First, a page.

Armchair theorizing

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Armchair theorizing, armchair philosophizing, or armchair scholarship is an approach to providing new developments in a field that does not involve primary research and the collection of new information – but instead analysis or synthesis of existent scholarship, and the term is typically pejorative, implying such scholarship is weak or frivolous.[1]

Commentary and analysis[edit]

Different disciplines place different weights on purely theoretical research. Some anthropologists argue that purely theoretical anthropological research is outdated and that ethnographic fieldwork should be a necessary part of anthropological research.[2] On the other hand, some commentators argue that economic theories are designed to explain and predict economic phenomena, which requires analysis and synthesis, and not necessarily collection, of data. Leland B. Yeager even argues that economists can legitimately extrapolate from their own personal observations to design new theories. In this sense, Yeager sees armchair theorizing as something more than the "mere sterile juggling of arbitrary assumptions," arguing that even without a traditional scientific method or field work, the practice can still be done in a manner that draws on "a sound empirical basis."[3]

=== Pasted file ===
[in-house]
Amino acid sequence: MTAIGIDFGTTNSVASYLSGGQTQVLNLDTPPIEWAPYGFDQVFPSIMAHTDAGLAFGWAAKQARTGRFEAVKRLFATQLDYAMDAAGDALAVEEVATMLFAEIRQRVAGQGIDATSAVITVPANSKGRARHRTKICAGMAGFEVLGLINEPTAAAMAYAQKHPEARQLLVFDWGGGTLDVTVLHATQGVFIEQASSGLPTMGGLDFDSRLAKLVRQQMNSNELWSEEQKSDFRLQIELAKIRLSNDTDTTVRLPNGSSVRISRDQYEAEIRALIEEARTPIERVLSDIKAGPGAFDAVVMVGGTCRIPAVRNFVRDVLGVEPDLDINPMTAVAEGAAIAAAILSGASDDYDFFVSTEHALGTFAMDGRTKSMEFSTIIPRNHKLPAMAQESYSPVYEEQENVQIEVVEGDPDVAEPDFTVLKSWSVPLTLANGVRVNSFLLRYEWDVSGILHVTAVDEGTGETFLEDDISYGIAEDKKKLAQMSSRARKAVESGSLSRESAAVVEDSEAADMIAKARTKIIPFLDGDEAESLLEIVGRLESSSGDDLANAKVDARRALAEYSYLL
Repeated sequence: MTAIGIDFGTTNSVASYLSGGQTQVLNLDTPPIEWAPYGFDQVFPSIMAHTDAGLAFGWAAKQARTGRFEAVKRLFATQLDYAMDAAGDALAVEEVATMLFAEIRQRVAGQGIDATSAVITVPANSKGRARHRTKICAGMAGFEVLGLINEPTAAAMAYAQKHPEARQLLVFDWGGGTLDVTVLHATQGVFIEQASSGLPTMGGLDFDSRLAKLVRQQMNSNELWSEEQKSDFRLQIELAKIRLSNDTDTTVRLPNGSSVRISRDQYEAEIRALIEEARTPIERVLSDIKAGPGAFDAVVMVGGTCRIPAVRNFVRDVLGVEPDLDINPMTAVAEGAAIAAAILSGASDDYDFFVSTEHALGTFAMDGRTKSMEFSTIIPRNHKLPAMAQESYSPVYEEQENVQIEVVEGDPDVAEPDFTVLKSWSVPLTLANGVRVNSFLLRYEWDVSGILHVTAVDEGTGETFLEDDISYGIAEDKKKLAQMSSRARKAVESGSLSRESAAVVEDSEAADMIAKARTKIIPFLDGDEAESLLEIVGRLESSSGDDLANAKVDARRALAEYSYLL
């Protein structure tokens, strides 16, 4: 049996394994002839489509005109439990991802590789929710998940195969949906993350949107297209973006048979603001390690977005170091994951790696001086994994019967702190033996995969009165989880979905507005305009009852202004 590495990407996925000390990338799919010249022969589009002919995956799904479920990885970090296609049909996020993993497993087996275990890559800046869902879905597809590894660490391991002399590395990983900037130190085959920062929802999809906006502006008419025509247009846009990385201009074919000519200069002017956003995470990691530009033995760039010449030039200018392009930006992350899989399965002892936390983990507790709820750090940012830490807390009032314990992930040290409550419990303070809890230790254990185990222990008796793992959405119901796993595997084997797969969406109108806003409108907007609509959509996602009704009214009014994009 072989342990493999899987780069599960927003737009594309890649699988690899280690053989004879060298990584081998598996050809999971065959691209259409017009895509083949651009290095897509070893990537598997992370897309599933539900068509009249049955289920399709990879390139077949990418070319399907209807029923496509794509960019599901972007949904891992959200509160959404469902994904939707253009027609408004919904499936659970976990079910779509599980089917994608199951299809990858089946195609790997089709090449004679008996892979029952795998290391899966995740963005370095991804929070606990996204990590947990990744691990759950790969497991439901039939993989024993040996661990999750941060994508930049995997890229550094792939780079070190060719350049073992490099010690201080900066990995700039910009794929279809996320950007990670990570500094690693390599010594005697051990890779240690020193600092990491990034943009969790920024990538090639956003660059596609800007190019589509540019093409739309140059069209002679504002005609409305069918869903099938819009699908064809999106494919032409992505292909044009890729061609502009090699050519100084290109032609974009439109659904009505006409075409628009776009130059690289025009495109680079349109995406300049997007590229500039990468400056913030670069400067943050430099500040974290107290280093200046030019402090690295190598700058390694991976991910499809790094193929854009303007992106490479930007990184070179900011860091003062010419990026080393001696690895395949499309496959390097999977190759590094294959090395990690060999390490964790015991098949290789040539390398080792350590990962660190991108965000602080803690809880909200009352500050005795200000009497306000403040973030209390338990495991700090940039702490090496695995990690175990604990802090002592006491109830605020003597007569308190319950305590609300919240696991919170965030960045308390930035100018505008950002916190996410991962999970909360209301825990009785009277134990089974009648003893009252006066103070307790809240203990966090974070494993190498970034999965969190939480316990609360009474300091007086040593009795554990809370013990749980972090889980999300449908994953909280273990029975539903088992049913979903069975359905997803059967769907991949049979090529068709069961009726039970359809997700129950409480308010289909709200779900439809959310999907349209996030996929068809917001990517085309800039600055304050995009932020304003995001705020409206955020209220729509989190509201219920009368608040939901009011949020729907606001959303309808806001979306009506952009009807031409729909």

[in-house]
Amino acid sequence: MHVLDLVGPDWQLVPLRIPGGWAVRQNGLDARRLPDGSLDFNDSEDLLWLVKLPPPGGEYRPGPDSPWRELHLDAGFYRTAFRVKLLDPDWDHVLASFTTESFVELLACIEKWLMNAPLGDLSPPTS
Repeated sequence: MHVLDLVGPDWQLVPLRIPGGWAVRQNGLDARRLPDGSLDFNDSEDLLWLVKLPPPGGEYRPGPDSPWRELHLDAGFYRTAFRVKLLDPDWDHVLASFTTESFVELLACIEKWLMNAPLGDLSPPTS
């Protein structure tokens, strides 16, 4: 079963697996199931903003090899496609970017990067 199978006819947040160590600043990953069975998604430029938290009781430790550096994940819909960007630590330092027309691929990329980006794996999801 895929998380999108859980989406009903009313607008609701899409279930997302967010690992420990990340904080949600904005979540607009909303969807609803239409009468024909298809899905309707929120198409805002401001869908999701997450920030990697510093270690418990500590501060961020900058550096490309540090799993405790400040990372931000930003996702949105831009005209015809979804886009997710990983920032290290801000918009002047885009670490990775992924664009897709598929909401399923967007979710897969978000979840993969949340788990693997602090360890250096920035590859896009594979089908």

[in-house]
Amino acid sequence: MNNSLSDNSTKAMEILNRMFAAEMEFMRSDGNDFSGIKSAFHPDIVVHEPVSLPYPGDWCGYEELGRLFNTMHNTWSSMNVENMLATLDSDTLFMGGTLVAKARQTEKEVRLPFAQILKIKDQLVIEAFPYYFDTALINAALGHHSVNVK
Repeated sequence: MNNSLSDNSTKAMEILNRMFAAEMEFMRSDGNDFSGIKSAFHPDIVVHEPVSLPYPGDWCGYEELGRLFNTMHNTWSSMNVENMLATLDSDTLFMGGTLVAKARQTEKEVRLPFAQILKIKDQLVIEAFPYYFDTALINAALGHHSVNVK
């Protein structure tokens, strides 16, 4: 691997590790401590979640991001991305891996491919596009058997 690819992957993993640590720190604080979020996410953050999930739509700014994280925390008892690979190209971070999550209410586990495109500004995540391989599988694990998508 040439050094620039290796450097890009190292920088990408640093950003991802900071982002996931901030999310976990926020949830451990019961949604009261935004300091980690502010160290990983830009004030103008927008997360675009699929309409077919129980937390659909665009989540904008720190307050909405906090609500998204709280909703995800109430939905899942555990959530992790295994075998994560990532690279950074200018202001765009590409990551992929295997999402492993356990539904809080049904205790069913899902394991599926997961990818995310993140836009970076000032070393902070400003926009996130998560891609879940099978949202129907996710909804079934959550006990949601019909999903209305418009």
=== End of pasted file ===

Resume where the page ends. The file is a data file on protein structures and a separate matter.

While armchair scholarship contrasts with the scientific method, which inherently involves the active investigation of nature through data collection, armchair philosophers and theorizers can assist in formulating theories that explain observations; these theories can then be tested with further scientific investigation. While the methods of an armchair philosopher are different from an empirical scientist, they can complement each other to produce new insights or necessary truths.

A major critic of armchair theorizing was the anthropologist Bronisław Malinowski, whose views are often summarized in the saying "[come] off the verandah", encouraging fieldwork and participant observation.[4]: 10–13 [5]

See also[edit]


  1. ^ See, for example, Nadel (1956:173), who defines armchair anthropology.
  2. ^ Ingold (2007:82)
  3. ^ Henry George and Austrian economics – History of Thought, The American Journal of Economics and Sociology, Dec 2001 by Leland B. Yeager
  4. ^ Boon, James A. (1982), Other Tribes, Other Scribes: Symbolic Anthropology in the Comparative Study of Cultures, Histories, Religions and Texts, CUP Archive, ISBN 978-0-521-27197-4
  5. ^ Gioia, Dennis A. (1 April 1999), "Practicability, Paradigms, and Problems in Stakeholder Theorizing", Academy of Management Review, 24 (2): 228–232, doi:10.5465/amr.1999.1893931, ISSN 0363-7425


  • Ingold, Tim (2007), "Anthropology is not ethnography", Proceedings of the British Academy, vol. 154, pp. 69–92
  • Nadel, S.F. (1956), "Understanding primitive peoples", Oceania, 26 (3): 159–173, doi:10.1002/j.1834-4461.1956.tb00676.x

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